Mental Health Tips
June 20, 2024

Signs of Low Self-Esteem and What You Can Do About It

Written by
Two Chairs Content Team
Reviewed by
Joslyn Reisinger, LMHC
Updated on
Sun rising over horizon in background with yellow sky and plants in the foreground

Having low self-esteem can be really painful. It’s hard to move through every day feeling unworthy, unlovable, or somehow just not good enough. 

Whether you know you have low self-esteem or are trying to understand if you might, we’ll cover everything you need to know, including why you might have low self-esteem, signs of it, its impacts on your life, and how to cope with it.

What is self-esteem?

In essence, self-esteem is how you view and value yourself. Usually, self-esteem is your overall sense of confidence or intrinsic sense of self-worth — or the lack of it. Self-esteem is all about how you perceive your own abilities, qualities, and character, which in turn impacts your relationships, decision-making, and general approach to life.

People with high self-esteem — or people who tend to view themselves more positively — tend to have more satisfying relationships, perform better at school and work, and enjoy improved mental and physical health. On the other hand, many people also experience chronic low self-esteem, meaning the inverse is often true.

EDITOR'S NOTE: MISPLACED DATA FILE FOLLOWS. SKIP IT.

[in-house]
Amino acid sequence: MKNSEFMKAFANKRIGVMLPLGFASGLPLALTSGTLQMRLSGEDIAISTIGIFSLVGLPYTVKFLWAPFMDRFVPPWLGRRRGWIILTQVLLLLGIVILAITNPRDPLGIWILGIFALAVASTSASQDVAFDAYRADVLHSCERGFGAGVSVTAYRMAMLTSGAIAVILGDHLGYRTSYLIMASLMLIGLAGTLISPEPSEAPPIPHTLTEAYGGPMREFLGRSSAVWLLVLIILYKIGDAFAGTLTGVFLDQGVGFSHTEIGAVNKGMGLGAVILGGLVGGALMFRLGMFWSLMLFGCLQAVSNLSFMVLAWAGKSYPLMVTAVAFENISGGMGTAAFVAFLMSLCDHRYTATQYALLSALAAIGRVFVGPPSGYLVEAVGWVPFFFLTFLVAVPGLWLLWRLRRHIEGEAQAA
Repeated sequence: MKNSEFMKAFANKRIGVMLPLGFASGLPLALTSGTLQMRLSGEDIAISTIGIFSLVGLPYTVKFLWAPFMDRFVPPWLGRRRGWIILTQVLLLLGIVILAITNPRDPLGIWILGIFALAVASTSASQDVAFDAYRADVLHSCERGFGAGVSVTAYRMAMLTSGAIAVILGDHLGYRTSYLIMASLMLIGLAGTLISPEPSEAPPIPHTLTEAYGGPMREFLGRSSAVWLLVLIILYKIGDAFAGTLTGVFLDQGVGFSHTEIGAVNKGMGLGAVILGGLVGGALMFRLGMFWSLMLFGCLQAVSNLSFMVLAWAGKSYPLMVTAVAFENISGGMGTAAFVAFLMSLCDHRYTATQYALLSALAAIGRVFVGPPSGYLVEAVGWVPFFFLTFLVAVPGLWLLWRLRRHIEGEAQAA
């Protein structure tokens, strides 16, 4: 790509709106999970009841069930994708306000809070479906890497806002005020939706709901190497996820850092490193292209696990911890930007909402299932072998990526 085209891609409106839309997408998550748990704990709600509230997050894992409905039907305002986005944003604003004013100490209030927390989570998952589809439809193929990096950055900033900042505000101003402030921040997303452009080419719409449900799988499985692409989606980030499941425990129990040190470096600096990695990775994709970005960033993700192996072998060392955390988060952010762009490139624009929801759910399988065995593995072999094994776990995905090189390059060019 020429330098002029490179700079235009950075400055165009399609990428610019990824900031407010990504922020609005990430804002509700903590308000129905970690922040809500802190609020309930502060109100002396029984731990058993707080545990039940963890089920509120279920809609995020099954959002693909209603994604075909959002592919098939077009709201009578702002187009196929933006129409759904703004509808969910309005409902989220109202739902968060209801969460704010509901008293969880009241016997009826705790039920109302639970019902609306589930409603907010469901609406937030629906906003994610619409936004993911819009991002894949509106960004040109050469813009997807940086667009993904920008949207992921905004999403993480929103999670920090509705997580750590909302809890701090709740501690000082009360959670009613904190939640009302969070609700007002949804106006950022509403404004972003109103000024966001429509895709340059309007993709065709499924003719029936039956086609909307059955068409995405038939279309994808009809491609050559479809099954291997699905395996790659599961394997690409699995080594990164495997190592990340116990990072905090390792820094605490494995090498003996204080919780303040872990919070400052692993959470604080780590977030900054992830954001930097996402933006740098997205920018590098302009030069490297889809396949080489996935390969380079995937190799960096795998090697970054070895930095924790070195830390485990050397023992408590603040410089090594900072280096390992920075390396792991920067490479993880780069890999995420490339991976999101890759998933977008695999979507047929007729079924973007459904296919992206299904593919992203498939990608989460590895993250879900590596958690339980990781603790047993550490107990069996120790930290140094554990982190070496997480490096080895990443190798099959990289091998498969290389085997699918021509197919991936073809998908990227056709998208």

Why do I have low self-esteem?

There is no one root cause of poor self-esteem. In truth, everyone is different and has had different life experiences that may have impacted how they view themselves. But, in general, there are a few reasons you may be asking yourself, “why is self-esteem so low?”:

  • Negative childhood experiences: Criticism, neglect, abuse, or lack of support from family or caregivers from an early age can lead to feelings of worthlessness and insecurity in adulthood.
  • Bullying and harassment: Being subjected to negative attention at school, work, or other social settings can undermine self-confidence and lead to feelings of inadequacy.
  • Cultural or societal influences: Societal pressures to conform to certain beauty standards, gender roles, or other cultural norms can create unrealistic expectations and lead to low self-esteem. Social media, which can often reinforce cultural norms, can contribute to this as well.
  • Physical health issues: Chronic illness, disability, or significant changes in physical appearance can affect a person's self-image and lead to feelings of inadequacy or worthlessness.
  • Trauma or loss: Experiencing trauma, grief, or significant loss can shake a person's sense of identity and worth, leading to a drop in self-esteem.
  • Mental health issues: Conditions like depression, anxiety, or chronic stress can contribute to low self-esteem by affecting a person's mood, thoughts, and perception of themselves.